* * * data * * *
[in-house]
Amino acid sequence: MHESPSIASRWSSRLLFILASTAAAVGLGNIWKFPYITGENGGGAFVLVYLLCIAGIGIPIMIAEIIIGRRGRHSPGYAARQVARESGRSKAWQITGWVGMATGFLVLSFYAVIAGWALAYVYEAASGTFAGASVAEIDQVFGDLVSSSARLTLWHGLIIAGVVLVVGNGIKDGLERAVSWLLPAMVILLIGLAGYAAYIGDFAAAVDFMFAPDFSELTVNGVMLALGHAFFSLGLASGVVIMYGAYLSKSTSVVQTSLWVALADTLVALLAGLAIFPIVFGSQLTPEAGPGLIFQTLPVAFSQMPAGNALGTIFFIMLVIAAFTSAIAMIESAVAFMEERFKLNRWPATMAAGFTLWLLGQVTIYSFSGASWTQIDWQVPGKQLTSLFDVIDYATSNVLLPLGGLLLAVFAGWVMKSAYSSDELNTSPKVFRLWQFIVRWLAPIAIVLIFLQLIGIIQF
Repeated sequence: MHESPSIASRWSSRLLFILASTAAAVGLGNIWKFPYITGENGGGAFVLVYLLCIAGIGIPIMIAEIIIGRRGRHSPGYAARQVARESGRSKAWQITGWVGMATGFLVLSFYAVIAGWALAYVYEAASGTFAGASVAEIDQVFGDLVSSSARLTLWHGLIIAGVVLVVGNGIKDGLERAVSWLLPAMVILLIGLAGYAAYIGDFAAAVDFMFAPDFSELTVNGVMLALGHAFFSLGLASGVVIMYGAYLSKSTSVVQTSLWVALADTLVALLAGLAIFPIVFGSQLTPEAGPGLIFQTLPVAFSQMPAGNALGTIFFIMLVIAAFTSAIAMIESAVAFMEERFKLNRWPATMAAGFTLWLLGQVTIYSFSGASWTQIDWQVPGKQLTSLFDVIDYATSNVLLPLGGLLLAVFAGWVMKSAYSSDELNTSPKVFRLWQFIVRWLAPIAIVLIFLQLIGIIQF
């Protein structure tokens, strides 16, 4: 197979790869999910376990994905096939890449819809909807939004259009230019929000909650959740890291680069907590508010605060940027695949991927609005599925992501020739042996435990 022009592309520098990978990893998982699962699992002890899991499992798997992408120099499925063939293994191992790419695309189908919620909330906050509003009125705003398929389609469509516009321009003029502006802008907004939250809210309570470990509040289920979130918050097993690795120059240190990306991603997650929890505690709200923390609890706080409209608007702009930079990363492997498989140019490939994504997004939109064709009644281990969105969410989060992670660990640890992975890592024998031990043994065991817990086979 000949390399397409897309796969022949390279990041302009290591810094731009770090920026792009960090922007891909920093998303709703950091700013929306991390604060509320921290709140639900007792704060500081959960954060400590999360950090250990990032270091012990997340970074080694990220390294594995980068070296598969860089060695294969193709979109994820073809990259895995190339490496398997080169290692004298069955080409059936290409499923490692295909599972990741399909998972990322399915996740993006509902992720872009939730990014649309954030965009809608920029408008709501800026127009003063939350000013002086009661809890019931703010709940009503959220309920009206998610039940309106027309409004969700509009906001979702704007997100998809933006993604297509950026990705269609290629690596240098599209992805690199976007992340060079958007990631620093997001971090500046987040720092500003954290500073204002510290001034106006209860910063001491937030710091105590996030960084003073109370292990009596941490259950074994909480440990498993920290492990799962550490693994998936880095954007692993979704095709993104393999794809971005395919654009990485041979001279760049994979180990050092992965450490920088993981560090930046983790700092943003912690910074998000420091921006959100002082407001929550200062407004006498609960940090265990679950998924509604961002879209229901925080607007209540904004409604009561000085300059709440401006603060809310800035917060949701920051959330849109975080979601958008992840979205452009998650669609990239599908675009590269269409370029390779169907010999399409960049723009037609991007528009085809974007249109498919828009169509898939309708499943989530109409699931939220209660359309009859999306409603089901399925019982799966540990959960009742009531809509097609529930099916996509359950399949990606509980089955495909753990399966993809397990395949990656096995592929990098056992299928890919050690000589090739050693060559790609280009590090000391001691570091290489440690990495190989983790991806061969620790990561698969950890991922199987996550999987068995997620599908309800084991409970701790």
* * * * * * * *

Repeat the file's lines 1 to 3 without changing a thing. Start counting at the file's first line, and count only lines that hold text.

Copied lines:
[in-house]
Amino acid sequence: MHESPSIASRWSSRLLFILASTAAAVGLGNIWKFPYITGENGGGAFVLVYLLCIAGIGIPIMIAEIIIGRRGRHSPGYAARQVARESGRSKAWQITGWVGMATGFLVLSFYAVIAGWALAYVYEAASGTFAGASVAEIDQVFGDLVSSSARLTLWHGLIIAGVVLVVGNGIKDGLERAVSWLLPAMVILLIGLAGYAAYIGDFAAAVDFMFAPDFSELTVNGVMLALGHAFFSLGLASGVVIMYGAYLSKSTSVVQTSLWVALADTLVALLAGLAIFPIVFGSQLTPEAGPGLIFQTLPVAFSQMPAGNALGTIFFIMLVIAAFTSAIAMIESAVAFMEERFKLNRWPATMAAGFTLWLLGQVTIYSFSGASWTQIDWQVPGKQLTSLFDVIDYATSNVLLPLGGLLLAVFAGWVMKSAYSSDELNTSPKVFRLWQFIVRWLAPIAIVLIFLQLIGIIQF
Repeated sequence: MHESPSIASRWSSRLLFILASTAAAVGLGNIWKFPYITGENGGGAFVLVYLLCIAGIGIPIMIAEIIIGRRGRHSPGYAARQVARESGRSKAWQITGWVGMATGFLVLSFYAVIAGWALAYVYEAASGTFAGASVAEIDQVFGDLVSSSARLTLWHGLIIAGVVLVVGNGIKDGLERAVSWLLPAMVILLIGLAGYAAYIGDFAAAVDFMFAPDFSELTVNGVMLALGHAFFSLGLASGVVIMYGAYLSKSTSVVQTSLWVALADTLVALLAGLAIFPIVFGSQLTPEAGPGLIFQTLPVAFSQMPAGNALGTIFFIMLVIAAFTSAIAMIESAVAFMEERFKLNRWPATMAAGFTLWLLGQVTIYSFSGASWTQIDWQVPGKQLTSLFDVIDYATSNVLLPLGGLLLAVFAGWVMKSAYSSDELNTSPKVFRLWQFIVRWLAPIAIVLIFLQLIGIIQF